October 22, 2016: Viruses
Marcus von Nordheim, Michel Boinay, Remo Leisi, Christoph Kempf, Carlos Ros
Cutthroat trout virus (CTV) is a non-pathogenic fish virus belonging to the Hepeviridae family, and it is distantly related to hepatitis E virus (HEV). Here, we report the development of an efficient cell culture system where CTV can consistently replicate to titers never observed before with a hepevirus. By using the rainbow trout gill (RTGill-W1) cell line, CTV reaches 10(10) geq/mL intracellularly and 10⁸ geq/mL extracellularly within 5-6 days in culture. We additionally established a qPCR system to investigate CTV infectivity, and developed a specific antibody directed against the viral capsid protein encoded by ORF2...
October 20, 2016: Viruses
Maarten A A van de Klundert, Maartje van den Biggelaar, Neeltje A Kootstra, Hans L Zaaijer
In the infected human hepatocyte, expression of the hepatitis B virus (HBV) accessory protein X (HBx) is essential to maintain viral replication in vivo. HBx critically interacts with the host damaged DNA binding protein 1 (DDB1) and the associated ubiquitin ligase machinery, suggesting that HBx functions by inducing the degradation of host proteins. To identify such host proteins, we systematically analyzed the HBx interactome. One HBx interacting protein, talin-1 (TLN1), was proteasomally degraded upon HBx expression...
October 19, 2016: Viruses
Brennan S Dirk, Logan R Van Nynatten, Jimmy D Dikeakos
Viruses must continuously evolve to hijack the host cell machinery in order to successfully replicate and orchestrate key interactions that support their persistence. The type-1 human immunodeficiency virus (HIV-1) is a prime example of viral persistence within the host, having plagued the human population for decades. In recent years, advances in cellular imaging and molecular biology have aided the elucidation of key steps mediating the HIV-1 lifecycle and viral pathogenesis. Super-resolution imaging techniques such as stimulated emission depletion (STED) and photoactivation and localization microscopy (PALM) have been instrumental in studying viral assembly and release through both cell-cell transmission and cell-free viral transmission...
October 19, 2016: Viruses
Katherine D Shives, Aaron R Massey, Nicholas A May, Thomas E Morrison, J David Beckham
West Nile virus (WNV) is a (+) sense, single-stranded RNA virus in the Flavivirus genus. WNV RNA possesses an (m7)GpppNm 5' cap with 2'-O-methylation that mimics host mRNAs preventing innate immune detection and allowing the virus to translate its RNA genome through the utilization of cap-dependent translation initiation effectors in a wide variety of host species. Our prior work established the requirement of the host mammalian target of rapamycin complex 1 (mTORC1) for optimal WNV growth and protein expression; yet, the roles of the downstream effectors of mTORC1 in WNV translation are unknown...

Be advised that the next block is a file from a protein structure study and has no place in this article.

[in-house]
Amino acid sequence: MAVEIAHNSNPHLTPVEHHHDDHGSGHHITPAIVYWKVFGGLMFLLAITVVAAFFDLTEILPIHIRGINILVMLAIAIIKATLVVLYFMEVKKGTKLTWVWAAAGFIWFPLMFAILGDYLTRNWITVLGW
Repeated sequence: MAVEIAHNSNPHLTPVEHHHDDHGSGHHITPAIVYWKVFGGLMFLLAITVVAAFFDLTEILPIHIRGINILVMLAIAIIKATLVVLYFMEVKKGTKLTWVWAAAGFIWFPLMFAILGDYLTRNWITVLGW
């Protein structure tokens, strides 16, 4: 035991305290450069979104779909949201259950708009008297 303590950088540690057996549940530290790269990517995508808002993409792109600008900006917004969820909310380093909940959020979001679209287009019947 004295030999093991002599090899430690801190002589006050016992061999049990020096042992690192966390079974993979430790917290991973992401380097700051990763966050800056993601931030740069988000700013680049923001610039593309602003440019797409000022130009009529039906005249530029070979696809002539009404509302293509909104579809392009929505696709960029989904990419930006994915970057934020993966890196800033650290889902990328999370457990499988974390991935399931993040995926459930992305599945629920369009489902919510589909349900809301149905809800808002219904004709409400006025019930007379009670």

October 18, 2016: Viruses
Amanda McGuire, Kaitlyn Miedema, Joseph R Fauver, Amber Rico, Tawfik Aboellail, Sandra L Quackenbush, Ann Hawkinson, Tony Schountz
Rodent-borne hantaviruses can cause two human diseases with many pathological similarities: hantavirus cardiopulmonary syndrome (HCPS) in the western hemisphere and hemorrhagic fever with renal syndrome in the eastern hemisphere. Each virus is hosted by specific reservoir species without conspicuous disease. HCPS-causing hantaviruses require animal biosafety level-4 (ABSL-4) containment, which substantially limits experimental research of interactions between the viruses and their reservoir hosts. Maporal virus (MAPV) is a South American hantavirus not known to cause disease in humans, thus it can be manipulated under ABSL-3 conditions...
October 18, 2016: Viruses
Gordon G Carmichael
Murine polyomavirus (MPyV) infects mouse cells and is highly oncogenic in immunocompromised hosts and in other rodents. Its genome is a small, circular DNA molecule of just over 5000 base pairs and it encodes only seven polypeptides. While seemingly simply organized, this virus has adopted an unusual genome structure and some unusual uses of cellular quality control pathways that, together, allow an amazingly complex and varied pattern of gene regulation. In this review we discuss how MPyV leverages these various pathways to control its life cycle...
October 17, 2016: Viruses
François E Dufrasne, Catherine Lombard, Patrick Goubau, Jean Ruelle
BST-2 or tetherin is a host cell restriction factor that prevents the budding of enveloped viruses at the cell surface, thus impairing the viral spread. Several countermeasures to evade this antiviral factor have been positively selected in retroviruses: the human immunodeficiency virus type 2 (HIV-2) relies on the envelope glycoprotein (Env) to overcome BST-2 restriction. The Env gp36 ectodomain seems involved in this anti-tetherin activity, however residues and regions interacting with BST-2 are not clearly defined...